Most kids will get at least one ear infection by age 3. In recent years, rates of ear infections have been steadily declining, but about 5 million new cases are still diagnosed in the U.S. each year, resulting in 30 million physician visits and 10 million antibiotic prescriptions, according to the American Academy of Pediatrics.
This month, Dr. Lewis First, head of pediatrics at the University of Vermont Children's Hospital, explains why many of those antibiotic prescriptions are unnecessary — and can even do more harm than good — and offers an alternative treatment. Lend him your ears?
KIDS VT: First, why are children more inclined than adults to get ear infections?
LEWIS FIRST: There's a small tube inside your head that runs from your middle ear to your nose, called the eustachian tube. Because these tubes are narrower, shorter and more flexible in kids, they're more prone to blockages should fluid get in them, which can occur with a cold and runny nose. Additionally, kids' glands at the back of their throat, called adenoids, can get inflamed due to infections, which can also block the exit point of that tube so fluid in the tube cannot drain out. When fluid gets trapped, it becomes a stagnant pool of sorts that is great for growing bacteria and viruses. Eventually the pressure of the fluid and germs building up pushes against the eardrum, causing the ear pain characteristic of an ear infection.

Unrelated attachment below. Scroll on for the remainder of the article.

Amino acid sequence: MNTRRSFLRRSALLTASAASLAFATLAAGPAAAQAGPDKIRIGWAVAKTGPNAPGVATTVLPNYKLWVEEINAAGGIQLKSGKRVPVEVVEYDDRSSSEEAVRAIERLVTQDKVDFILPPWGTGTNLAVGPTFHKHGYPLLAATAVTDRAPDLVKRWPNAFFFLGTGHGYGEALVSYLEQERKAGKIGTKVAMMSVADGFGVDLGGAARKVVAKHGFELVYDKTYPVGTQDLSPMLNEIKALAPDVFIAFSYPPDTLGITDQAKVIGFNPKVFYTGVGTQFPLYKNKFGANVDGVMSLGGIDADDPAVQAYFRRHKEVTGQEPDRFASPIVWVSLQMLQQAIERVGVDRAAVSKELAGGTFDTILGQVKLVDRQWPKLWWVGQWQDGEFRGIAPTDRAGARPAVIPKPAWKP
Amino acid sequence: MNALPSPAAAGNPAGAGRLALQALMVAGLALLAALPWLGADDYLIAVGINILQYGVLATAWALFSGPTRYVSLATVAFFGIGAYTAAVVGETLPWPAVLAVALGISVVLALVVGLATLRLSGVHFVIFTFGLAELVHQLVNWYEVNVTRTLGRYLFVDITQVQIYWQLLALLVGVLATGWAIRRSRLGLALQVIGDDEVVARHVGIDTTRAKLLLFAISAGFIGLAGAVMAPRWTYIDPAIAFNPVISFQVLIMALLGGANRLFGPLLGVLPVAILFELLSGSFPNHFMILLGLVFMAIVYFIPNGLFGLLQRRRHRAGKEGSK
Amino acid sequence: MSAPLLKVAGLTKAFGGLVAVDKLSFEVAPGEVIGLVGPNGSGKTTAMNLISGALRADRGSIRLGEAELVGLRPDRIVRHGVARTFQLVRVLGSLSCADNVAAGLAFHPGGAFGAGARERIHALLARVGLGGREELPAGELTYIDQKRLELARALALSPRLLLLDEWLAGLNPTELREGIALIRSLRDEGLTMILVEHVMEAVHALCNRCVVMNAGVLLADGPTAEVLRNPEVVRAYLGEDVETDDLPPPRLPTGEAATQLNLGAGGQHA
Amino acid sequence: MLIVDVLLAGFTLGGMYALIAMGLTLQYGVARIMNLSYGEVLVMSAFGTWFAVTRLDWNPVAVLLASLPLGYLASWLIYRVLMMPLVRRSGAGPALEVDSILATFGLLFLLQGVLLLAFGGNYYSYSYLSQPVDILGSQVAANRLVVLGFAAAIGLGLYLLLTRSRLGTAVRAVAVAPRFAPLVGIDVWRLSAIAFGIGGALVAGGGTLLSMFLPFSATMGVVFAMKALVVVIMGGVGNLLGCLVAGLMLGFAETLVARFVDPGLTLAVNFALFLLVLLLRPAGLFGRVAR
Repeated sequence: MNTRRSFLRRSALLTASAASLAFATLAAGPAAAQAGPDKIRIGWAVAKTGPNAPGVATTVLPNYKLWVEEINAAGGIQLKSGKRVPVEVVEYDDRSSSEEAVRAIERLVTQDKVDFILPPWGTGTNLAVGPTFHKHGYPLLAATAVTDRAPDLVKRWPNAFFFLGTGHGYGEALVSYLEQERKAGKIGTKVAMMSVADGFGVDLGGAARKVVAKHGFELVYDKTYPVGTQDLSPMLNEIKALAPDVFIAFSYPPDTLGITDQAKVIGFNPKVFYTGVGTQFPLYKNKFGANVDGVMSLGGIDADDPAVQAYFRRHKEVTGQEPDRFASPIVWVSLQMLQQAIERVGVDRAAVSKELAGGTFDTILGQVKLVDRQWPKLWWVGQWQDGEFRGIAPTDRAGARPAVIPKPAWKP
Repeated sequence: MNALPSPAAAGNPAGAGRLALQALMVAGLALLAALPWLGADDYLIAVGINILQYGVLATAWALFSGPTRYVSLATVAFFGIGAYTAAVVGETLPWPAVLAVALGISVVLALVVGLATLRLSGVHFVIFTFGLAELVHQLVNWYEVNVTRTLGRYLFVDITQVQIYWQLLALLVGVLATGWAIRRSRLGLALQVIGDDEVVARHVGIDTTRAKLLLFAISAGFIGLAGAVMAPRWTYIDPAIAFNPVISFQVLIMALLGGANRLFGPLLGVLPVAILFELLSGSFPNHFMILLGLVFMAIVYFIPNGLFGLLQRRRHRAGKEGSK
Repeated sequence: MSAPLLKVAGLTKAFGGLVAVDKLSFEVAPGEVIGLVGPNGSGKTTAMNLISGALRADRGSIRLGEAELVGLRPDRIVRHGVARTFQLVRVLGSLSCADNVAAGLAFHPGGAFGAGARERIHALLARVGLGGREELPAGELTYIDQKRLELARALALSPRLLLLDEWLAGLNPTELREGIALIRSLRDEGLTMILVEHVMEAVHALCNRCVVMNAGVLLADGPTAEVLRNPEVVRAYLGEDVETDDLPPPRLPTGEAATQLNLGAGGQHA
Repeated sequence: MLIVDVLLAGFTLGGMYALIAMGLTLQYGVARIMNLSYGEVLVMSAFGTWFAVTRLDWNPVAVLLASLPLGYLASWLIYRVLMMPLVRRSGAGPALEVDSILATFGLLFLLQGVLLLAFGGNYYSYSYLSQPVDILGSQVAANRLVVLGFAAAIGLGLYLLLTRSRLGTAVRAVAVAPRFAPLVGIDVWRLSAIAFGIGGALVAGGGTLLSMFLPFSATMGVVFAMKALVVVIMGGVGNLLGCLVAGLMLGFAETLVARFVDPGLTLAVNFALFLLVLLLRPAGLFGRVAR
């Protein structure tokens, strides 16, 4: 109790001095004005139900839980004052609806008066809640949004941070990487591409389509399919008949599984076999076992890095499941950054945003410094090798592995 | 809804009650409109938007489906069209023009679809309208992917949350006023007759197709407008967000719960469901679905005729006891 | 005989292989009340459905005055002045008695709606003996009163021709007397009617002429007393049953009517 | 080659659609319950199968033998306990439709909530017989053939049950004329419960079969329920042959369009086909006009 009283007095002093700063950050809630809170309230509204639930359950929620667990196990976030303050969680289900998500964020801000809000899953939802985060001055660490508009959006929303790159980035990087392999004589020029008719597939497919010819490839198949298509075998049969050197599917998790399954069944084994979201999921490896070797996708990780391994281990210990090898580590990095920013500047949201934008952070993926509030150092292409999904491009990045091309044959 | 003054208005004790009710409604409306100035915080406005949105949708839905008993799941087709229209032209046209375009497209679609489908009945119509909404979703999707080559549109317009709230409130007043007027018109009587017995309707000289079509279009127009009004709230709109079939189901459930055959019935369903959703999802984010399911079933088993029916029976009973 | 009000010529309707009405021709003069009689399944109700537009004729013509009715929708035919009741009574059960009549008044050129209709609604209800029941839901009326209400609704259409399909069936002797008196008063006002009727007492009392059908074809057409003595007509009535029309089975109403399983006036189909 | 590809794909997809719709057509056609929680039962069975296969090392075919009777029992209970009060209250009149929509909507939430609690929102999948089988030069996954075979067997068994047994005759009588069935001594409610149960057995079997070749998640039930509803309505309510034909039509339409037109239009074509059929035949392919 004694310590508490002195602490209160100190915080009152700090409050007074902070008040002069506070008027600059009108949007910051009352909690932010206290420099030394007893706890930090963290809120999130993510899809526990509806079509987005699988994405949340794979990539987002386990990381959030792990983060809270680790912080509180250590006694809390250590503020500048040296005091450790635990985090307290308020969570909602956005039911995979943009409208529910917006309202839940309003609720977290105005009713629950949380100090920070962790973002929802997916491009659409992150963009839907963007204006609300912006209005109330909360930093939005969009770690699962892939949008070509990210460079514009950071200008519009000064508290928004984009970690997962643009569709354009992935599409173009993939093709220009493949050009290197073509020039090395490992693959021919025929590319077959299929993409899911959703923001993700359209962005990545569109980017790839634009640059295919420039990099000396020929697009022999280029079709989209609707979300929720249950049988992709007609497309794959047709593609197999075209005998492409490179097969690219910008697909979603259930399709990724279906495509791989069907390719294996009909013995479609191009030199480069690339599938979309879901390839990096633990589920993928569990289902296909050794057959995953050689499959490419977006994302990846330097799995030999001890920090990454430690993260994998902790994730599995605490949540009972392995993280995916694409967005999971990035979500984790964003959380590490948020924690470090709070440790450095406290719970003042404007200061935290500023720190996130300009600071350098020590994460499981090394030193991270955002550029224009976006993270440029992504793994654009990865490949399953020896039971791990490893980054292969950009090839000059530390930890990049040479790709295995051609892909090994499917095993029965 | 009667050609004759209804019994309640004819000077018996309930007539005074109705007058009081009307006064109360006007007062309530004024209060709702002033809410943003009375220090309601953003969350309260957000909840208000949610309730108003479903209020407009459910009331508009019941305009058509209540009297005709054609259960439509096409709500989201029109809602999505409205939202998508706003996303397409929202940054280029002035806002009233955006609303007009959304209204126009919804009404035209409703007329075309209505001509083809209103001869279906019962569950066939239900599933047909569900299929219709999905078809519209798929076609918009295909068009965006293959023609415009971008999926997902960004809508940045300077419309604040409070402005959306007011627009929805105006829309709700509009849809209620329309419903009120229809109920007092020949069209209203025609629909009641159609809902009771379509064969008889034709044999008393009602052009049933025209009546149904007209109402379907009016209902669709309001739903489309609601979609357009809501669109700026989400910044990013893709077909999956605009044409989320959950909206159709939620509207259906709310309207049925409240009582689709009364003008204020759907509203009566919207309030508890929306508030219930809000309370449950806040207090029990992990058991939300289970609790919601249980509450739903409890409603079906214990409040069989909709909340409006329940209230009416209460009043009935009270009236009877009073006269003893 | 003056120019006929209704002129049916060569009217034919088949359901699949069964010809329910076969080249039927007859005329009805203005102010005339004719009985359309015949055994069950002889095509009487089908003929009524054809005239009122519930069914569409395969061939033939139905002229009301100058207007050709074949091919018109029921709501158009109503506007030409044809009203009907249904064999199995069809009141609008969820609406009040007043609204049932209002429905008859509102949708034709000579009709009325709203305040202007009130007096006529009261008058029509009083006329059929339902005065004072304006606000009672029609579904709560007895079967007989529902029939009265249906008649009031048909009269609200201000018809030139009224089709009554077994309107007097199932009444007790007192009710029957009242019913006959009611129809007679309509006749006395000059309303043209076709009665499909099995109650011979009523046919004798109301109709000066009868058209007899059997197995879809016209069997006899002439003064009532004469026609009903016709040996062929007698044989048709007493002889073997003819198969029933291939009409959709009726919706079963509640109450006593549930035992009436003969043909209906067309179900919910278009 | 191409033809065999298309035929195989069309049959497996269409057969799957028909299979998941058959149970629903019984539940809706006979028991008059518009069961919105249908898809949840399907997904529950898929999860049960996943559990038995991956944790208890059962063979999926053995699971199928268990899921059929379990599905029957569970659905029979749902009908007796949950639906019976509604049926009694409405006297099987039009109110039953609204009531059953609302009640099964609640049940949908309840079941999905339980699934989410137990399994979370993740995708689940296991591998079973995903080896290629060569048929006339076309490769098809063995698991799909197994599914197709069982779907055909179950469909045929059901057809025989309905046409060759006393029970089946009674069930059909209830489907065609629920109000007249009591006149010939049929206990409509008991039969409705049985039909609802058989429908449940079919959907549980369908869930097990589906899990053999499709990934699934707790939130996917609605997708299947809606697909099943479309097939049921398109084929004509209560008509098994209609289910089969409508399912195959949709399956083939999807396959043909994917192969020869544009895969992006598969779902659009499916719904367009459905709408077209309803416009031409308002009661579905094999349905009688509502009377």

KVT: What causes childhood ear infections, and why are they becoming less common?
LF: Ear infections are caused either by viruses or bacteria. We now know that, in Vermont, about 75 to 80 percent of the germs that cause children's ear infections are viruses, which antibiotics do not kill. In a fairly well-immunized community, you're going to see fewer ear infections nowadays because the common bacterial organisms that often cause them are covered by the pneumococcus vaccine and the H-flu vaccine. Most children with viral ear infections get better without doing anything other than treating the earache pain. Lower rates of parental smoking and higher rates of breastfeeding have also lowered the incidence of ear infections.
KVT: Why does breastfeeding reduce the incidence of ear infections?
LF: There are substances in breast milk that may protect your child from some respiratory germs that can cause ear infections. We now know that babies who are breastfed for at least six months are less likely to develop bacterial or viral infections of the respiratory system. Also, a breastfed baby is constantly swallowing, which opens and closes the eustachian tubes. Because you breastfeed more often than you bottle-feed, it may be that you're keeping those tubes open more often and not allowing fluid to build up.
KVT: Why don't we want to use antibiotics too often?
LF: We want to save them for when we really need them. The more we use them, the more we breed antibiotic-resistant germs. We don't want a child to get an illness in the future that we don't have medications to treat because they received too many unnecessary antibiotics to treat viral infections. Plus, antibiotics can come with side effects, such as nausea, stomach pain, diarrhea and disruption of the microbiome, or "good germs," that reside in our bodies.